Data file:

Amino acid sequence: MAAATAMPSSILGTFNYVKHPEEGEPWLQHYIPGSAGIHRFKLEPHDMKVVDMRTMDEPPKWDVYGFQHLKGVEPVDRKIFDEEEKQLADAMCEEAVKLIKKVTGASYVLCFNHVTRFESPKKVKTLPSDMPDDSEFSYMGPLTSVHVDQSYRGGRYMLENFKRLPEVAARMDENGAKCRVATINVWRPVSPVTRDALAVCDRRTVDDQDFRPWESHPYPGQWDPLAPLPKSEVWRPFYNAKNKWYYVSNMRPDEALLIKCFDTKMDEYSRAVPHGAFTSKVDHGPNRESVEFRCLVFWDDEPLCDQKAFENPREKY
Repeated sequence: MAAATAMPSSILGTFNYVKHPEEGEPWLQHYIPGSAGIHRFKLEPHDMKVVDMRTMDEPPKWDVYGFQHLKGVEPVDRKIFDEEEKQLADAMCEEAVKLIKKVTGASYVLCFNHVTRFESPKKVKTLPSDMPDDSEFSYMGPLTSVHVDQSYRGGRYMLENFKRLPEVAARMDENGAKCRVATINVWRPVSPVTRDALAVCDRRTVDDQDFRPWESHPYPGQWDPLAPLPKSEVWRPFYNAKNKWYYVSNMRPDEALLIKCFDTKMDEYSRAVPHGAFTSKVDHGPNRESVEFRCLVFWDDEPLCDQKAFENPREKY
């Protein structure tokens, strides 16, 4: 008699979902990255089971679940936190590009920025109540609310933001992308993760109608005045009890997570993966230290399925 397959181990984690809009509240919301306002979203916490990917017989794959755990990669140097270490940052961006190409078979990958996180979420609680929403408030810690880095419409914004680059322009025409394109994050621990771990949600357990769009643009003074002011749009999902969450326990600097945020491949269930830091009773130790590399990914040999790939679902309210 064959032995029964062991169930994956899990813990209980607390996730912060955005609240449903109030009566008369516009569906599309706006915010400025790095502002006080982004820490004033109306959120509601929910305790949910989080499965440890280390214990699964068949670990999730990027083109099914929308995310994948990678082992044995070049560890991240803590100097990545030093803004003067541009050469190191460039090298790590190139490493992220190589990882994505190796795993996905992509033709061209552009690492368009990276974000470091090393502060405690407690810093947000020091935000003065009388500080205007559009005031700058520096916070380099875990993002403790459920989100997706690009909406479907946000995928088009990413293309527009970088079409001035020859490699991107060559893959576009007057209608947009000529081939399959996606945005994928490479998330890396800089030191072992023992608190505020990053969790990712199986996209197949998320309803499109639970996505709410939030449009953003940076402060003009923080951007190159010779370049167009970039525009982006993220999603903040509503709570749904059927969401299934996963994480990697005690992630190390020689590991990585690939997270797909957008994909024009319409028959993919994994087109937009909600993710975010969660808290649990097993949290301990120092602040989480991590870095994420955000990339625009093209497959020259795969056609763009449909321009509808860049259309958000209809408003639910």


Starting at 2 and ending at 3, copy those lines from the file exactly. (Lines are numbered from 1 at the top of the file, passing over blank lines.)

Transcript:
Repeated sequence: MAAATAMPSSILGTFNYVKHPEEGEPWLQHYIPGSAGIHRFKLEPHDMKVVDMRTMDEPPKWDVYGFQHLKGVEPVDRKIFDEEEKQLADAMCEEAVKLIKKVTGASYVLCFNHVTRFESPKKVKTLPSDMPDDSEFSYMGPLTSVHVDQSYRGGRYMLENFKRLPEVAARMDENGAKCRVATINVWRPVSPVTRDALAVCDRRTVDDQDFRPWESHPYPGQWDPLAPLPKSEVWRPFYNAKNKWYYVSNMRPDEALLIKCFDTKMDEYSRAVPHGAFTSKVDHGPNRESVEFRCLVFWDDEPLCDQKAFENPREKY
């Protein structure tokens, strides 16, 4: 008699979902990255089971679940936190590009920025109540609310933001992308993760109608005045009890997570993966230290399925 397959181990984690809009509240919301306002979203916490990917017989794959755990990669140097270490940052961006190409078979990958996180979420609680929403408030810690880095419409914004680059322009025409394109994050621990771990949600357990769009643009003074002011749009999902969450326990600097945020491949269930830091009773130790590399990914040999790939679902309210 064959032995029964062991169930994956899990813990209980607390996730912060955005609240449903109030009566008369516009569906599309706006915010400025790095502002006080982004820490004033109306959120509601929910305790949910989080499965440890280390214990699964068949670990999730990027083109099914929308995310994948990678082992044995070049560890991240803590100097990545030093803004003067541009050469190191460039090298790590190139490493992220190589990882994505190796795993996905992509033709061209552009690492368009990276974000470091090393502060405690407690810093947000020091935000003065009388500080205007559009005031700058520096916070380099875990993002403790459920989100997706690009909406479907946000995928088009990413293309527009970088079409001035020859490699991107060559893959576009007057209608947009000529081939399959996606945005994928490479998330890396800089030191072992023992608190505020990053969790990712199986996209197949998320309803499109639970996505709410939030449009953003940076402060003009923080951007190159010779370049167009970039525009982006993220999603903040509503709570749904059927969401299934996963994480990697005690992630190390020689590991990585690939997270797909957008994909024009319409028959993919994994087109937009909600993710975010969660808290649990097993949290301990120092602040989480991590870095994420955000990339625009093209497959020259795969056609763009449909321009509808860049259309958000209809408003639910």